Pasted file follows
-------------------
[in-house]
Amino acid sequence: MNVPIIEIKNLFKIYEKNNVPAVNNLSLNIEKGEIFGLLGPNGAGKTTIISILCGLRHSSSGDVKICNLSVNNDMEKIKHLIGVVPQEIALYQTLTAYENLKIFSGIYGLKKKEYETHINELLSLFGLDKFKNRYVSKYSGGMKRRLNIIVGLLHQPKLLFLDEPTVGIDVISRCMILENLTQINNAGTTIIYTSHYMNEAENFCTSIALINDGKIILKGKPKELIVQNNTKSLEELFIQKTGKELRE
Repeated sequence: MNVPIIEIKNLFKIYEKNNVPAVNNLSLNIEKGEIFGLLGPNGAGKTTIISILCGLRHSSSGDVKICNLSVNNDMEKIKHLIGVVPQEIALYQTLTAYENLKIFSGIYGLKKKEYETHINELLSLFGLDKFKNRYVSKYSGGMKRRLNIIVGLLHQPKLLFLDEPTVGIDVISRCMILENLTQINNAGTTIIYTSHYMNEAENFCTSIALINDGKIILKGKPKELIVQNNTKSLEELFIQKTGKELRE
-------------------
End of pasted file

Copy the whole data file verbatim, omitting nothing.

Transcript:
[in-house]
Amino acid sequence: MNVPIIEIKNLFKIYEKNNVPAVNNLSLNIEKGEIFGLLGPNGAGKTTIISILCGLRHSSSGDVKICNLSVNNDMEKIKHLIGVVPQEIALYQTLTAYENLKIFSGIYGLKKKEYETHINELLSLFGLDKFKNRYVSKYSGGMKRRLNIIVGLLHQPKLLFLDEPTVGIDVISRCMILENLTQINNAGTTIIYTSHYMNEAENFCTSIALINDGKIILKGKPKELIVQNNTKSLEELFIQKTGKELRE
Repeated sequence: MNVPIIEIKNLFKIYEKNNVPAVNNLSLNIEKGEIFGLLGPNGAGKTTIISILCGLRHSSSGDVKICNLSVNNDMEKIKHLIGVVPQEIALYQTLTAYENLKIFSGIYGLKKKEYETHINELLSLFGLDKFKNRYVSKYSGGMKRRLNIIVGLLHQPKLLFLDEPTVGIDVISRCMILENLTQINNAGTTIIYTSHYMNEAENFCTSIALINDGKIILKGKPKELIVQNNTKSLEELFIQKTGKELRE